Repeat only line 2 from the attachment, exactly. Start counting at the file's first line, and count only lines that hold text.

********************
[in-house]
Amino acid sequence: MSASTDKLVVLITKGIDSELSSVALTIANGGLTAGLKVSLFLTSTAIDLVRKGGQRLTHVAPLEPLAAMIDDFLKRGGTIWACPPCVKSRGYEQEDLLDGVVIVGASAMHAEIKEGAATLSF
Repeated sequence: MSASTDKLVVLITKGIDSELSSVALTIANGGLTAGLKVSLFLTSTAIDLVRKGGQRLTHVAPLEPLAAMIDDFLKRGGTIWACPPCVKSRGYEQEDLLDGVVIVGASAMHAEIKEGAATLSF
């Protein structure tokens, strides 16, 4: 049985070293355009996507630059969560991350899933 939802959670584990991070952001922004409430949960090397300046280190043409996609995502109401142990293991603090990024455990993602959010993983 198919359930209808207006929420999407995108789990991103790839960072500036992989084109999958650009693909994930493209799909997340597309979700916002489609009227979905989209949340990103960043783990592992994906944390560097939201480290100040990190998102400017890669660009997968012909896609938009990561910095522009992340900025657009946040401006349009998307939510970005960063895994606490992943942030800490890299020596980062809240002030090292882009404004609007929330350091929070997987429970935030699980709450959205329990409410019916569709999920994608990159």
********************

Amino acid sequence: MSASTDKLVVLITKGIDSELSSVALTIANGGLTAGLKVSLFLTSTAIDLVRKGGQRLTHVAPLEPLAAMIDDFLKRGGTIWACPPCVKSRGYEQEDLLDGVVIVGASAMHAEIKEGAATLSF